NOAA said it now has 247 Black employees working in scientific positions, an increase of 12% since 2017.
Overall, the 6,654 scientists on staff make up more than half of NOAA's workforce of 11,641. NOAA said the 85 Black female scientists are employed in 12 fields, with 39% of them — or 33 — in information technology. Others work in meteorology (12), general physical sciences (10), fishery biology (five), general engineering (six), hydrology (three), cartography (five), oceanography (three), geodesy (three), natural science (three), genetics (one) and statistics (one).
In a statement, NOAA said the agency "deeply values diversity and inclusiveness in all roles." To attract new talent, NOAA said, its diversity and inclusion plan includes more efforts to reach out to colleges, universities and professional groups, while also providing grants, internship programs and fellowships to organizations and others to recruit more minorities and women.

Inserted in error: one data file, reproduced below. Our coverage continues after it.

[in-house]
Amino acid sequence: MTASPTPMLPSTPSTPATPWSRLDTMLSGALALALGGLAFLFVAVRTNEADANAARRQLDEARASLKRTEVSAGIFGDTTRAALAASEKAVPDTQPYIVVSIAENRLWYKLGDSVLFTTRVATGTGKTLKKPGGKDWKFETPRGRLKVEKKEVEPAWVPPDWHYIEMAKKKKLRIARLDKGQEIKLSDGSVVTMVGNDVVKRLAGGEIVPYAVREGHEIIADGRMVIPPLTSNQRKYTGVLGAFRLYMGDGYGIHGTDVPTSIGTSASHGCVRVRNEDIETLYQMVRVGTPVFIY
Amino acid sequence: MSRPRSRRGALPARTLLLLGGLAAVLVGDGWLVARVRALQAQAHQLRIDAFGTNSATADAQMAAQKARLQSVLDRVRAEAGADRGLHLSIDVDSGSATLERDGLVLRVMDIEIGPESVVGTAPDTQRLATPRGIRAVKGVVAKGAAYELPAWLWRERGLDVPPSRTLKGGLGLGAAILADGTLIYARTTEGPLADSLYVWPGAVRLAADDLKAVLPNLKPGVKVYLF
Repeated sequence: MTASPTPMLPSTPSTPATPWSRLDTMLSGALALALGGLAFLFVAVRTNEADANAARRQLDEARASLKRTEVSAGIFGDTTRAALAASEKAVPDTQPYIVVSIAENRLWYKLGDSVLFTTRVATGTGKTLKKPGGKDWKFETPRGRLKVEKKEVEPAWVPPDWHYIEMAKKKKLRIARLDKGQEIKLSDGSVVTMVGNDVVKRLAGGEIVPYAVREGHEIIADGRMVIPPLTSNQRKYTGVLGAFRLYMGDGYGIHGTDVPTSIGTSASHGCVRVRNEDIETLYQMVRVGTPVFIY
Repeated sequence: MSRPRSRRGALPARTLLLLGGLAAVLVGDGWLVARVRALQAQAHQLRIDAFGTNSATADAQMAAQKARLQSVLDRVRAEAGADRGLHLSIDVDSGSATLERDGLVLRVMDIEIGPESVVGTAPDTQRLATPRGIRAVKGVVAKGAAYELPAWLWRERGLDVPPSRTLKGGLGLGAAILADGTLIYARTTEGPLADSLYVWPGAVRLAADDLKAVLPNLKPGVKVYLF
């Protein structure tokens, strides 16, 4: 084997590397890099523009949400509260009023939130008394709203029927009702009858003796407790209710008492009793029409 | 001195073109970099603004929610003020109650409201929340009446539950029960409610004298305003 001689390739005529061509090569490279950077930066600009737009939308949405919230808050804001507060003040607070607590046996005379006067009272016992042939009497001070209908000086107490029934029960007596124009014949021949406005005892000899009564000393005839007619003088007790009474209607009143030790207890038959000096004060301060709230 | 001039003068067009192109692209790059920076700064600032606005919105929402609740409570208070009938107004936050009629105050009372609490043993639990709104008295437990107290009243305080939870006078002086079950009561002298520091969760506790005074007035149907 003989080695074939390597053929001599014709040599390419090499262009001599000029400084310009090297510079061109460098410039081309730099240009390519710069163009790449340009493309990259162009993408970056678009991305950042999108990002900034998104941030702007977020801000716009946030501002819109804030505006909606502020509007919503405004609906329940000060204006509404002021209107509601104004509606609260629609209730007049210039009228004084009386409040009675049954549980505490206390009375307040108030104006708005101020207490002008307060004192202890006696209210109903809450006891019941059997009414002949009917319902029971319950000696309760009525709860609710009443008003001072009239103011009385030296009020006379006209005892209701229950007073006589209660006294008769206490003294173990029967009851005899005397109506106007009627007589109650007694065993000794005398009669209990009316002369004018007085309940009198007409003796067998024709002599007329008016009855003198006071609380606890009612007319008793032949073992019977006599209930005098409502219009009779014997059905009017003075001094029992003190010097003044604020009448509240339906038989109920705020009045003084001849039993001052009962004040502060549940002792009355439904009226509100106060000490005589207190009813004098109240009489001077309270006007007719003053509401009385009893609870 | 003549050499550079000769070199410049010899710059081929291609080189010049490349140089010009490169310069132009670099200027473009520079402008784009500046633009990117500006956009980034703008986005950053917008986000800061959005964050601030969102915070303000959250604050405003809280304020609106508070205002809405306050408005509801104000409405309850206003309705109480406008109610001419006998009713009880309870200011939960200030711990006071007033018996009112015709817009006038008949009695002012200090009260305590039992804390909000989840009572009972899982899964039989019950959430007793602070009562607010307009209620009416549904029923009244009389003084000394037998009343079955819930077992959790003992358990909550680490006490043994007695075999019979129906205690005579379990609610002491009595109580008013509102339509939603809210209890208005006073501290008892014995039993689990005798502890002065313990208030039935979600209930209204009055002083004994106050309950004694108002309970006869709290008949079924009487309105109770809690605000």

Wright noted that Black men face many of the same obstacles as Black women in the sciences. But she added that the situation is improving partly due to campaigns on social media and websites that bring young Black scientists together, such as Black in Marine Science and others focused on chemistry or geosciences.
"I would say none of the numbers from any of these agencies or universities or in our discipline are good," Wright said.
Wright, who served several years on NOAA's Science Advisory Board, said the agency should follow recommendations issued by minority scientists in a report called "No Time for Silence: A Call to Action for an Anti-Racist Science Community From Geoscientists of Color," written by professionals who say they've "known the pain of racism for the entirety of our careers."